The girls… who I figured had to be burrow gnomes, fresh from the shire… turned scarlet. One of them dropped the bag she was carrying, spilling out a notepad and a big fat textbook. The other ran out of sight as fast as her legs would take her. The one who’d dropped her things scrambled to pick them up before dashing off… her legs got a little bit ahead of her and she nearly tripped over her own pack as she was still hoisting it back up.

“I think your magic needs work,” I said dryly.

“You watch,” Puddy said “I guarantee I’ll have at least one of them eating out of my hand before the semester’s over. Well, not my hand, exactly. Anyway, now you know everything about me… do you really think I’m going to flip out or get offended or try to kill you in your sleep or something if I find out you’re part troll?” she asked, looking at me expectantly.

“I’m not part troll,” I said. “I can promise you that.”

“Come on!” she whined. I’d decided I kind of liked Puddy, but she didn’t have a very endearing whine. Does anybody, though? “Give me a hint, at least.”

I sighed. I figured I’d probably never get any peace from her if I didn’t give her something, and since I’d be trying to study and sleep in the same room as her for the rest of the school year, I decided giving in would be the lesser of two evils. I stepped back out of the line of sight of the open door and held up two fingers in a “v” gesture, then ignited them. Just for a second… if they didn’t allow lit candles in the dorm room, I’m sure they wouldn’t be crazy about lit students. Puddy’s eyes went wide and she let out a kind of scream/gasp/squeal thing. I shook my hand vigorously to wave away the puff of smoke.

“You see why I didn’t want to tell…” I started to say, but she talked right over me.

“That was so cool!” she said. “Do it again!”

“Maybe later,” I said. Maybe I shouldn’t have gone for the visual aid. “I think I’m going to take a little stroll around campus before dinner.”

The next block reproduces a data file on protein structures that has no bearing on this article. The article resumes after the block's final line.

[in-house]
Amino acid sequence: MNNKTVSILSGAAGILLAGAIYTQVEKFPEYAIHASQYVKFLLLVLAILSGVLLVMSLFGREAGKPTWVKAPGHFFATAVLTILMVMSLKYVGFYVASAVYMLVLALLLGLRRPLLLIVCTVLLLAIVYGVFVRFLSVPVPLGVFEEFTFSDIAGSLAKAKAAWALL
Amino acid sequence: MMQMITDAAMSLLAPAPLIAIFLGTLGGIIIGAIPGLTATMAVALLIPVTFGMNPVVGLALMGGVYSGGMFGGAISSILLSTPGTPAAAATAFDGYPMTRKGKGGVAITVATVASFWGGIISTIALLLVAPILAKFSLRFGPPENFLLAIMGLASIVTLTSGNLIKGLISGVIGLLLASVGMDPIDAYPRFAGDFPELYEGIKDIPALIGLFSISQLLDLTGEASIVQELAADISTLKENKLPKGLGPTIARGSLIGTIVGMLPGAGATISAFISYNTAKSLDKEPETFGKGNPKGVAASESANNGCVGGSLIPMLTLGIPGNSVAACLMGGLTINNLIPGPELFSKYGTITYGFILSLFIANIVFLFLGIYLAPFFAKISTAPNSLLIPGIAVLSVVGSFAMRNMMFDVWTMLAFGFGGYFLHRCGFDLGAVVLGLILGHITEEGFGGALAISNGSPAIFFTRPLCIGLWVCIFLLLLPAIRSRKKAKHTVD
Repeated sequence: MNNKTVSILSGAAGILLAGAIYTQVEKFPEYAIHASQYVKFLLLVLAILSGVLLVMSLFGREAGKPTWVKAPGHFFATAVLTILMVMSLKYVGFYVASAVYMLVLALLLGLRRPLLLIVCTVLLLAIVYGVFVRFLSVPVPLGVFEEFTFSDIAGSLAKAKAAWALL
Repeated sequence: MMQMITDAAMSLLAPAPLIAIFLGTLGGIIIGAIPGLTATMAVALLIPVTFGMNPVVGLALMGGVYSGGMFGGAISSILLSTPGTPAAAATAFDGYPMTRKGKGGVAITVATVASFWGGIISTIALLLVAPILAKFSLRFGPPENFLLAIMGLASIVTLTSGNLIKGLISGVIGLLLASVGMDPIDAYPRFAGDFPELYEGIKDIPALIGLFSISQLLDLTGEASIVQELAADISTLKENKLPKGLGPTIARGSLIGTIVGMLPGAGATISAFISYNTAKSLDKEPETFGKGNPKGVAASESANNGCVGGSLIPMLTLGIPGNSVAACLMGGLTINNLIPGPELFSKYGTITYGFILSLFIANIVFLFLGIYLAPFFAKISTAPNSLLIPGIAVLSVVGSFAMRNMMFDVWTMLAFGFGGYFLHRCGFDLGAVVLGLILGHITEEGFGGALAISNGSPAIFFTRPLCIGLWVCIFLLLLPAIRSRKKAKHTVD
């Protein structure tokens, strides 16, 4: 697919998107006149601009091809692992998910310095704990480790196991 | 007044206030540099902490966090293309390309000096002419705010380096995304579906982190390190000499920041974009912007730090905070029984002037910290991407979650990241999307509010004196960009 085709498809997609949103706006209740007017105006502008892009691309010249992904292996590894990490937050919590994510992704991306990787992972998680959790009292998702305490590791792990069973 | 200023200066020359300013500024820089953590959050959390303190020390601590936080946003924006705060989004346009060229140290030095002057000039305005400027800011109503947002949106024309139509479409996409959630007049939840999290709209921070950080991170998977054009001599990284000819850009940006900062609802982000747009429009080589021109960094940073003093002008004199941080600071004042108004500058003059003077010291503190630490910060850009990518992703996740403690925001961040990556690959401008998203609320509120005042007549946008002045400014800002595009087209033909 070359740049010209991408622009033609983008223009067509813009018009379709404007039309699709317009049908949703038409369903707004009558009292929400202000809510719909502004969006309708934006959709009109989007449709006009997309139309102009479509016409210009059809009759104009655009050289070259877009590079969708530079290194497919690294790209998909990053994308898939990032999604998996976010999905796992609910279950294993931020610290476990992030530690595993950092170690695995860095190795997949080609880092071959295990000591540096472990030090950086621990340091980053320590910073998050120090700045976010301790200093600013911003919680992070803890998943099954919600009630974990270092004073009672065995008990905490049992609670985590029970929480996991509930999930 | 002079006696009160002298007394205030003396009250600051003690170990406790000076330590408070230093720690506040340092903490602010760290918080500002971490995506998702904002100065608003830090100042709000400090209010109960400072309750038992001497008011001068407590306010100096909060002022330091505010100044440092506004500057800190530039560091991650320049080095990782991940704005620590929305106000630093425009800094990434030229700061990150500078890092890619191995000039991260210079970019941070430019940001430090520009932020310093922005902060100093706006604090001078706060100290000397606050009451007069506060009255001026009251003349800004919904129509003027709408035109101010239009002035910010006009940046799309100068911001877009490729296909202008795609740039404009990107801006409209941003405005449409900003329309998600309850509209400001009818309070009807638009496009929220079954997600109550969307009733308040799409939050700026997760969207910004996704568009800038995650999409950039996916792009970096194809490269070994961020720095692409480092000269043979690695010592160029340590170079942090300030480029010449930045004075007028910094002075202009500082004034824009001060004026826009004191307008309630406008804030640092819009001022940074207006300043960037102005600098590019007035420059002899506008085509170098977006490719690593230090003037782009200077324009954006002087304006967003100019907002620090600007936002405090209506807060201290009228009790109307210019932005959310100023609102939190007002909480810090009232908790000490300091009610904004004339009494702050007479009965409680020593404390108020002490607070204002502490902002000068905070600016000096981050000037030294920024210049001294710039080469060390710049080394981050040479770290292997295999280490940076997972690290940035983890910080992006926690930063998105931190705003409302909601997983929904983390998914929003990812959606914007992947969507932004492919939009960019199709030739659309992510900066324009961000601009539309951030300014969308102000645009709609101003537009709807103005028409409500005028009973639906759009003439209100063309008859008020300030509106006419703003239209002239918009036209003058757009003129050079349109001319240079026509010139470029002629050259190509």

“Alright,” Puddy said. She didn’t ask if I wanted company, which was good. “Oh, uh, if you didn’t see, the dining hall’s not open yet but there’s supposed to be a bunch of vendors from the local eating places down at that welcome festival thing? I think a lot of them are giving free samples… I didn’t pay much attention, though, since it’s not pudding pops.”

“Do you really eat nothing but pudding pops?” I asked her. If not for the fact that every inch of her radiated sincerity, everything about Puddy would seem like a put-on of some kind.

“Since I was twelve,” she said, with a shrug. “Hey, if you’re going out, don’t forget to take a weapon.”

“It’s light out,” I said.

She shrugged.

“They might check.”

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5 Responses to “2: Pudding Pops and Chardonnay”

  1. Brenda says:

    I love that last line…

    Current score: 1
  2. NikkiNQ says:

    I’m really enjoying this story. I just barely started, but I think my friend (and co-author) Andromeda has read it before. We were both quite inspired by your idea, however, and have started our own. Chapter 1 won’t actually be published until April 1, but our website is up.

    Current score: 0
  3. So, the weapons policy is that you HAVE to have a weapon? I like it!

    Current score: 0
  4. Jesp says:

    Small formatting issue: missing blank line above “I’m pretty much going to study”, at least on my phone-view.

    Love the story so far!

    Current score: 0
  5. Beans says:

    I’ve started this story quite a few times over the years, lost track of it, re-found it, started again, rinse and repeat. This time, I’m picking up on things I hadn’t before. I don’t know if this was intentional, but was Puddy’s whole “I’m a sixteenth this and an eighth that” meant to parallel the conversation of someone saying something like, “Yeah, I’m Puerto-Rican and Nigerian” and Caucasians replying by spouting off the percentages of their European heritage?

    Current score: 3